in serum LH levels. Most aging men with subnormal levels of testosterone, however, have low or inappropriately normal levels of LH. Some clinicians believe that ageappropriate but lowered levels of free testosterone (in comparison with those in young men) are not contributory to sexual dysfunction. Nevertheless, some clinical studies have substantiated positive responses to testosterone therapy in men with borderline low levels of free testosterone.

Other causes

  • Diseases of the blood vessels (vascular disease) e.g. arteriosclerosis, hypertension, high cholesterol.
  • Diabetes can damage both blood vessels and nerves.
  • Neurologic disorders affect the nervous system and include multiple sclerosis, Parkinson's disease and spinal cord injury with paralysis.
  • Deficiencies of the endocrine system for example, low levels of testosterone or thyroid hormone often cause poor quality erections. Excessive production of prolactin by the pituitary gland may contribute to a low testosterone level and lack of desire.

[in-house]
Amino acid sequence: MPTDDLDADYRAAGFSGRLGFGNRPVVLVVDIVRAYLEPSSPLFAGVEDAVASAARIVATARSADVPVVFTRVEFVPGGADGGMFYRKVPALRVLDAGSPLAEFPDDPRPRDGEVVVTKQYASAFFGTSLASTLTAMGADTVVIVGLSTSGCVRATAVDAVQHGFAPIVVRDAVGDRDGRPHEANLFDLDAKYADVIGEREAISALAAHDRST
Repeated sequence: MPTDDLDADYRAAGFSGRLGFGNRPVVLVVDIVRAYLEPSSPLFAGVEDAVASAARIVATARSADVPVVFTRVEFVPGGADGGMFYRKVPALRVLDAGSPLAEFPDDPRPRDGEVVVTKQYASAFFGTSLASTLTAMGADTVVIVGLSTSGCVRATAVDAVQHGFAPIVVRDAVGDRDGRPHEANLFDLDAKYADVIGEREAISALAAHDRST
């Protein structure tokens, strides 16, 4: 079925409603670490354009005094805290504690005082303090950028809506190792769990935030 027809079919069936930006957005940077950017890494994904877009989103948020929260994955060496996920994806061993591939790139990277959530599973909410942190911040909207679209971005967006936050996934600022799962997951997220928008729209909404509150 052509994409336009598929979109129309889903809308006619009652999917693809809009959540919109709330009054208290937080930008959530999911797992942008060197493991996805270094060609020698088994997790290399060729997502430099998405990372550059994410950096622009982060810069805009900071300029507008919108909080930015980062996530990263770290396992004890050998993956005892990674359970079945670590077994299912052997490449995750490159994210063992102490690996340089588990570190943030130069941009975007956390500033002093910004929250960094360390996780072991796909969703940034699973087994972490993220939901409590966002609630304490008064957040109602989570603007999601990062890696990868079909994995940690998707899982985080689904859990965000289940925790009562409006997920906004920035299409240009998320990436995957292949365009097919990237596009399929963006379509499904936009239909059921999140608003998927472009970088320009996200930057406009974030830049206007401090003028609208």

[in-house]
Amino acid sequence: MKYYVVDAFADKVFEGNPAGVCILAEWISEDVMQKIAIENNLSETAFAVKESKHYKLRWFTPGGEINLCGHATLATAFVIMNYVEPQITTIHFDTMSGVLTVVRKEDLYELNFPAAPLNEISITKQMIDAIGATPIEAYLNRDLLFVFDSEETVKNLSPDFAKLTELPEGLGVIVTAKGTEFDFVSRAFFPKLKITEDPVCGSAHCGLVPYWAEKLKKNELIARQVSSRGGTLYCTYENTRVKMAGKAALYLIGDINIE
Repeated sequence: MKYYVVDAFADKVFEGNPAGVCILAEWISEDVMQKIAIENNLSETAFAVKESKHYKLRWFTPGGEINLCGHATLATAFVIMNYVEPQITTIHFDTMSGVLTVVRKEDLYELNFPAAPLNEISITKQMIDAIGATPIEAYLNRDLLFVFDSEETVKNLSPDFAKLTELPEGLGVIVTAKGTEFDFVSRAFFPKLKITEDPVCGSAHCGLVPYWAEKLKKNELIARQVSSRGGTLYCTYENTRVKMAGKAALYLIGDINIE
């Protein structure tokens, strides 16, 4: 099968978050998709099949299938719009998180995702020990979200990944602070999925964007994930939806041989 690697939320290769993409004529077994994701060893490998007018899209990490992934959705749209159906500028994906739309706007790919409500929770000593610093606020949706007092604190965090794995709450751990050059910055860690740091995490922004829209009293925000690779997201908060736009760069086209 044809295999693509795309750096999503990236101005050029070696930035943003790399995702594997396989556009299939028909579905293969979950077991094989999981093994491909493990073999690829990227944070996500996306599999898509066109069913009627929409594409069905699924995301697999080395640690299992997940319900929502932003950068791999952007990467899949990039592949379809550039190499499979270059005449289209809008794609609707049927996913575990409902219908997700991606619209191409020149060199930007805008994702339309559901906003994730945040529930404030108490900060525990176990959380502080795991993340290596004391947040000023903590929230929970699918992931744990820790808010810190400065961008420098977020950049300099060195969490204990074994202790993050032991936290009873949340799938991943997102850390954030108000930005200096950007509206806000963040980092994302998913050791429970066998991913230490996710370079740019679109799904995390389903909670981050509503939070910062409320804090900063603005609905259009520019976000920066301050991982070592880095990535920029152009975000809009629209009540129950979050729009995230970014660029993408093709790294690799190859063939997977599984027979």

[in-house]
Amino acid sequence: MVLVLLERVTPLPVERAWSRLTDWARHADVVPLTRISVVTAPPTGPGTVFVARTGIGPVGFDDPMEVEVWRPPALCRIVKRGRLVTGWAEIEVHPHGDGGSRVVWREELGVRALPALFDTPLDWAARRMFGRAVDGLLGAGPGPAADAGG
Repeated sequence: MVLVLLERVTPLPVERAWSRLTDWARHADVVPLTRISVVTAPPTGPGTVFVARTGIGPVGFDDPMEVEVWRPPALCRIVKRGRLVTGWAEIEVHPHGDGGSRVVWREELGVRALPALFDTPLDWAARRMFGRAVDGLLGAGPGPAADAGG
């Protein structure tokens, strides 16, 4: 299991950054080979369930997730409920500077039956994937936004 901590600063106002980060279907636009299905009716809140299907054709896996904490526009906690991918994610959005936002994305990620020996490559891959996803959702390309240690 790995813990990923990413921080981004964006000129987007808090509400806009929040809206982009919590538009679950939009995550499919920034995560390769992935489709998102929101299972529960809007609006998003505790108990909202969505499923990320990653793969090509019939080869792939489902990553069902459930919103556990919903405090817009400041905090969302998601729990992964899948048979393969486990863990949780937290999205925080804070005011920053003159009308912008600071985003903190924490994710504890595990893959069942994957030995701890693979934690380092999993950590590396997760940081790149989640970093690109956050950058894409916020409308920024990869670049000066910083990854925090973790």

• Substance abuse affects erectile function as well. Illegal drugs and the excessive use of alcohol or cigarettes can seriously damage the blood vessels and nerves involved in a normal erection.


A few causes of impotence may be iatrogenic (medically caused). Various medications intended to control blood pressure or to modify central nervous system response, may inhibit erection by denying blood supply or by altering nerve activity. Surgical intervention for a number of different conditions may remove anatomical structures necessary to erection, damage nerves, or impair blood supply. Radical pelvic surgery may also result in impotence. Surgical procedures involving the prostate gland the bladder or colon may sever the nerves involved in erectile response. Radiation treatment in this area can also affect the erectile process.